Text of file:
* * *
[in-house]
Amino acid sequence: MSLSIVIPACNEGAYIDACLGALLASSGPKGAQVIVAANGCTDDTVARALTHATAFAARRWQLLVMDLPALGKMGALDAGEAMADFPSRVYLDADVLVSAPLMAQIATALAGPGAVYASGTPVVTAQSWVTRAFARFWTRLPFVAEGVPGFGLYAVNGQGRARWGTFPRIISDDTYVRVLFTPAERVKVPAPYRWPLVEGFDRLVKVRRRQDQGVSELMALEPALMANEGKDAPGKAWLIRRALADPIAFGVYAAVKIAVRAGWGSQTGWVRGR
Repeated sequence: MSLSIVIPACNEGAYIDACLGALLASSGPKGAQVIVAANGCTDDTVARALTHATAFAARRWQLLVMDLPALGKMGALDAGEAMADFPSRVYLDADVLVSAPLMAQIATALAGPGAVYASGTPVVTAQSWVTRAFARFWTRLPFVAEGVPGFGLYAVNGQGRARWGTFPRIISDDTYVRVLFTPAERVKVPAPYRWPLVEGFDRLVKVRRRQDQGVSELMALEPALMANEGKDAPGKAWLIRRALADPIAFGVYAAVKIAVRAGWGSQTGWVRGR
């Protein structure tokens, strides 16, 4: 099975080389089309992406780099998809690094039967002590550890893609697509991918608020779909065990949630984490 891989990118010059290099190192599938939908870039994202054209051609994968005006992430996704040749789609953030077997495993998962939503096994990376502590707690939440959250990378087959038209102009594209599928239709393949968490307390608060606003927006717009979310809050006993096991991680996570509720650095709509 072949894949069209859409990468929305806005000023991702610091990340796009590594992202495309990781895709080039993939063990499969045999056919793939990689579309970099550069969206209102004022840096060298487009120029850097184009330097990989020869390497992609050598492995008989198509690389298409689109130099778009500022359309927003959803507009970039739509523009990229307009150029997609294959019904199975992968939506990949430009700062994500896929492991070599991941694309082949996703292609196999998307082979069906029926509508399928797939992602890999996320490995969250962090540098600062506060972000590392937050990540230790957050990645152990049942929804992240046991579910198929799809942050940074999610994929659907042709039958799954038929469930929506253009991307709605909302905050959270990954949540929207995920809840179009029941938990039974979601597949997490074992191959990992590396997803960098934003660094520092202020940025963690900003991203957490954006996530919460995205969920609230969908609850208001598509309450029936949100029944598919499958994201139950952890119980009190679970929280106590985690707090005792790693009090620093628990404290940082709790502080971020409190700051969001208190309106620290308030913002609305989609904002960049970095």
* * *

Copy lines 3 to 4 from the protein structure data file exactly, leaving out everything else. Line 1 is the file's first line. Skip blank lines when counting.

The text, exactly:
Repeated sequence: MSLSIVIPACNEGAYIDACLGALLASSGPKGAQVIVAANGCTDDTVARALTHATAFAARRWQLLVMDLPALGKMGALDAGEAMADFPSRVYLDADVLVSAPLMAQIATALAGPGAVYASGTPVVTAQSWVTRAFARFWTRLPFVAEGVPGFGLYAVNGQGRARWGTFPRIISDDTYVRVLFTPAERVKVPAPYRWPLVEGFDRLVKVRRRQDQGVSELMALEPALMANEGKDAPGKAWLIRRALADPIAFGVYAAVKIAVRAGWGSQTGWVRGR
């Protein structure tokens, strides 16, 4: 099975080389089309992406780099998809690094039967002590550890893609697509991918608020779909065990949630984490 891989990118010059290099190192599938939908870039994202054209051609994968005006992430996704040749789609953030077997495993998962939503096994990376502590707690939440959250990378087959038209102009594209599928239709393949968490307390608060606003927006717009979310809050006993096991991680996570509720650095709509 072949894949069209859409990468929305806005000023991702610091990340796009590594992202495309990781895709080039993939063990499969045999056919793939990689579309970099550069969206209102004022840096060298487009120029850097184009330097990989020869390497992609050598492995008989198509690389298409689109130099778009500022359309927003959803507009970039739509523009990229307009150029997609294959019904199975992968939506990949430009700062994500896929492991070599991941694309082949996703292609196999998307082979069906029926509508399928797939992602890999996320490995969250962090540098600062506060972000590392937050990540230790957050990645152990049942929804992240046991579910198929799809942050940074999610994929659907042709039958799954038929469930929506253009991307709605909302905050959270990954949540929207995920809840179009029941938990039974979601597949997490074992191959990992590396997803960098934003660094520092202020940025963690900003991203957490954006996530919460995205969920609230969908609850208001598509309450029936949100029944598919499958994201139950952890119980009190679970929280106590985690707090005792790693009090620093628990404290940082709790502080971020409190700051969001208190309106620290308030913002609305989609904002960049970095």